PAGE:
Added: Remigio Thatcher - Date: 08.12.2021 22:39 - Views: 10077 - Clicks: 2853
The Minneapolis Police Department plans a review of practices used in undercover prostitution stings after three criminal cases were dismissed in the last month because male officers had sexual contact with the subject during the sting.
The department is discontinuing the stings until the review is complete, according to city spokesperson Matt Lindstrom.
He said the department is considering alternatives to using undercover cops in prostitution investigations, which could include civil enforcement through the city's new massage ordinance. Police spokesperson Scott Seroka said none of the three undercover officers involved in the three cases is personally being investigated. In that incident, the officer negotiated the price for sexual conduct with the woman only after she was touching his genitals.
Dean represented the same woman in another case which was dismissed by Minneapolis City Attorney Susan Segal on Monday. Dean said the Minneapolis Police Department should have revised their policies following a Minnesota Court of Appeals ruling six years Minneapolis police prostitution photos. In a decision the court decided that the officer did not need to engage in sexual conduct with the woman in order to gather enough evidence to prosecute her. Another case involving a different woman represented by a Hennepin County public defender was dismissed in court Tuesday.
The undercover officer in that case talked with a masseuse about the weather and his broken hand during the December sting, according to a transcript of the recording. Hennepin County Chief Public Defender Mary Moriarty said the officer was naked and the masseuse was topless during the massage. The transcript shows that the officer repeatedly commented on the masseuse's body and then asks if he should "roll over.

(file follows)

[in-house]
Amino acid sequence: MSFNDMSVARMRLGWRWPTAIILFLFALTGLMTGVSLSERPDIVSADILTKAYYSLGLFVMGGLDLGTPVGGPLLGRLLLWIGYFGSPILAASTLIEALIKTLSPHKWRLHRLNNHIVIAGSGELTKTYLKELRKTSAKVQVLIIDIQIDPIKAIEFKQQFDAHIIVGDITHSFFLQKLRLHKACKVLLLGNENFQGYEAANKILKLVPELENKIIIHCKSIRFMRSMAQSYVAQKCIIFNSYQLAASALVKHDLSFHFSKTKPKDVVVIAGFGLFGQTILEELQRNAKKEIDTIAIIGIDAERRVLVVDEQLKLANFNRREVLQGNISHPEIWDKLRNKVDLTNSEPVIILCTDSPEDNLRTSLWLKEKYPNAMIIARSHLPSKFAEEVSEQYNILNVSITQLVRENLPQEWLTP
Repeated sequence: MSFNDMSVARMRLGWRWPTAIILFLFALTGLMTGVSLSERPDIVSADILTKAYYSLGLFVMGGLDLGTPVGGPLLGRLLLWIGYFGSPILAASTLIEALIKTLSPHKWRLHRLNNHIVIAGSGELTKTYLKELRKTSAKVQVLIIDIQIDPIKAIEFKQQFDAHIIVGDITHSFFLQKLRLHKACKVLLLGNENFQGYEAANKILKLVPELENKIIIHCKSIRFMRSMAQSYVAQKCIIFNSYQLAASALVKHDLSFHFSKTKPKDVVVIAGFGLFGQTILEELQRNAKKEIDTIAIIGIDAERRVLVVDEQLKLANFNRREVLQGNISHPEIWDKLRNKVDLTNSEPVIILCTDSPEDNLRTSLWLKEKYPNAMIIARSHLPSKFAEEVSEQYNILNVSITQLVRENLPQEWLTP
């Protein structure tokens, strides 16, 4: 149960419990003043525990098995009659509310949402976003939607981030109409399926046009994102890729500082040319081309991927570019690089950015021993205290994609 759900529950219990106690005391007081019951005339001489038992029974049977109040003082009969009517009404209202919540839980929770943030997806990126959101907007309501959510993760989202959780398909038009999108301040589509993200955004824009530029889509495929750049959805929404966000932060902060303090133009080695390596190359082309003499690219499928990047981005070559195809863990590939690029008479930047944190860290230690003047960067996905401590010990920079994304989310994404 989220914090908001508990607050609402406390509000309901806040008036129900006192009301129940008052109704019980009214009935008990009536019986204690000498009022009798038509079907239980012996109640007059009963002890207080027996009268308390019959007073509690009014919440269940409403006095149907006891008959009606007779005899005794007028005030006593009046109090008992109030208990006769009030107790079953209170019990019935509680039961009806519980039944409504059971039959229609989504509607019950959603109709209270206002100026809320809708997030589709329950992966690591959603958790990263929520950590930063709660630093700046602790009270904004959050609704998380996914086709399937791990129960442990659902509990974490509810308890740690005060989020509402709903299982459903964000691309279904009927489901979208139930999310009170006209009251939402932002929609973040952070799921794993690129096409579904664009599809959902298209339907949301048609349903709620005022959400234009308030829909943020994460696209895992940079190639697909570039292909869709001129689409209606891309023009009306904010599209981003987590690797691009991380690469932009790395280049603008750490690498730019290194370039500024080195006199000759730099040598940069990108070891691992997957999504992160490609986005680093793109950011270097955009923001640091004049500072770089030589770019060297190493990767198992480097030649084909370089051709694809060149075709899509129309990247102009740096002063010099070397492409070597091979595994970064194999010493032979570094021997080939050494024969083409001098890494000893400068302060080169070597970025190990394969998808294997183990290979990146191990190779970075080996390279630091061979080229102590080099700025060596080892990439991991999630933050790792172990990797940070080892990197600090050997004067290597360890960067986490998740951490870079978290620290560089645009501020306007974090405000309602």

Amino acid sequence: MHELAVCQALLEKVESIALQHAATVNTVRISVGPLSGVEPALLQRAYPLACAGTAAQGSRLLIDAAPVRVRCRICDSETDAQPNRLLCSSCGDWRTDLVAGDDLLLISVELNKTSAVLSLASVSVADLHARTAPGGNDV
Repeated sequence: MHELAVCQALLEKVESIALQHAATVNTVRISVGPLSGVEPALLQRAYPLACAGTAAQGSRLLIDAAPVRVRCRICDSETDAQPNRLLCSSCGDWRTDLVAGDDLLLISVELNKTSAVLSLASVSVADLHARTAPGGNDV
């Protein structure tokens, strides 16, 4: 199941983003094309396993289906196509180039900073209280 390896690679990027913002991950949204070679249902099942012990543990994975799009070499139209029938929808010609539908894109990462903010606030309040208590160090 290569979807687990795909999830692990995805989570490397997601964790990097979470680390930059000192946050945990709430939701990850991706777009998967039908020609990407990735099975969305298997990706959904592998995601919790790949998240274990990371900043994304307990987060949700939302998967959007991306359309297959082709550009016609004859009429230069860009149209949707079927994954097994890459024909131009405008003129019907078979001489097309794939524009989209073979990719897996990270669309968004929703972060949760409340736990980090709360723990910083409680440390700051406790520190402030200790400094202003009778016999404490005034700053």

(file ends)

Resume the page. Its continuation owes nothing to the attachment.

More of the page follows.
Moriarty said the masseuse then touched the officer's genitals, after which moans can be heard on the recording until other officers raided the studio. The officer's attorney later said he hadn't thought the agreement for sexual contact was enough to make a criminal case. The Hennepin County public defender notes Minnesota has led the country in providing so-called "safe harbors" for underage victims of prostitution.
Minnesota-based nonprofit Breaking Free advocates for victims of human trafficking and street prostitution. Interim Executive Director Emily Baldwin expressed concern about the cases in a statement on Thursday, saying that a very few officers may "inappropriately abuse their power to harm rather than serve women escaping sex trafficking. You make MPR News possible.
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Mpls. police's prostitution stings criticized